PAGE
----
Tariq Ramadan released from police custody

Ramadan told the judges that he would stay in France to defend his honour and innocence. Keystone

The Swiss Islamic scholar charged with raping two women has succeeded in obtaining a release from French police custody under certain conditions. He is reported to have left his place of detention.

This content was published on November 16, 2018 - 19:44
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The news agency AFP said that he walked out Fresnes prison on Friday evening.

At a hearing on Thursday before the Paris Court of Appeal, Ramadan claimed his innocence. It was his first public appearance since his incarceration ten months ago. 

"Where will I flee to? Everything points towards my innocence (...) I will remain in France and defend my honour and innocence," he said while trying to convince the investigating chamber to grant his fourth request for release. 

The 56-year-old will have to provide a bond of €300,000, said his lawyer Emmanuel Marsigny. Ramadan, will also have to surrender his Swiss passport and will be prohibited from leaving the country and from contacting the accusers and certain witnesses. He'll have to report to the police station once a week.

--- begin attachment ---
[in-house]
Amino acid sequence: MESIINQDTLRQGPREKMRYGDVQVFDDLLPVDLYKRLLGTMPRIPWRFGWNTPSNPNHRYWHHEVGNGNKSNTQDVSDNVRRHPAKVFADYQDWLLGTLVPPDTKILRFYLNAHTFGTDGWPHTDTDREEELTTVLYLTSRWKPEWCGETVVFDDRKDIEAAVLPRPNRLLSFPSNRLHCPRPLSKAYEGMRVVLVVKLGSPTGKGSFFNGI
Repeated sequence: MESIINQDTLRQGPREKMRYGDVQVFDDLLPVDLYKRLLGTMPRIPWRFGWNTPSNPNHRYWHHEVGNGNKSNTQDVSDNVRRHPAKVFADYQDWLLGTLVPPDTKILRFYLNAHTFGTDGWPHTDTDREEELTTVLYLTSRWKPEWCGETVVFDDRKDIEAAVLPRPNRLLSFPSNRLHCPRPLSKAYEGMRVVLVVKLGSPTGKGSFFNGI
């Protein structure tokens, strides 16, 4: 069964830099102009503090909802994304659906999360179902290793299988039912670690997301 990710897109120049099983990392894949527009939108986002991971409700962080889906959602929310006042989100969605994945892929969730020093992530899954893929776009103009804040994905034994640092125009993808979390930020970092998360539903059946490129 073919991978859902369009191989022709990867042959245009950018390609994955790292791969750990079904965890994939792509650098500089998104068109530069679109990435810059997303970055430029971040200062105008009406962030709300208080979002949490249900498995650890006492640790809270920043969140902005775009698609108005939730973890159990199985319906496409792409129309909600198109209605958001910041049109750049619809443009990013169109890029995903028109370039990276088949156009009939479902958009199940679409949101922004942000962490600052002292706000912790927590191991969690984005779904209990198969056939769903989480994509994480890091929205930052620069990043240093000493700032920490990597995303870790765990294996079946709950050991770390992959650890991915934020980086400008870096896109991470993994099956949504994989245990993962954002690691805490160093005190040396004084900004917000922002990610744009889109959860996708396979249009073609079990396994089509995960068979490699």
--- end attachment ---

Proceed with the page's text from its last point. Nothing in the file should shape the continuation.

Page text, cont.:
His previous request for liberty was rejected last week by the judges, who feared, among other things, "risks of pressure" on the two women whose complaints launched the case in the autumn of 2017 and led to the double charges against him on February 2. 

Swiss case

In addition to the cases in France, Ramadan is accused of having had inappropriate relations with several students whilst teaching at a Geneva-area school. The canton has called in two experts to conduct an external investigation into the allegations. The Geneva Attorney General’s Office has also opened a criminal investigation into the affair. Ramadan denies all allegations against him. 

Married with four children, he is a grandson of Hasan al-Banna, an Islamist thinker and activist who founded the Muslim Brotherhood in Egypt. He enjoys a substantial following among young Muslims and has challenged French restrictions on wearing veils. 

Ramadan took a leave of absence from his professorship at Britain’s Oxford University last November after the first two women filed complaints against him in France alleging rape.

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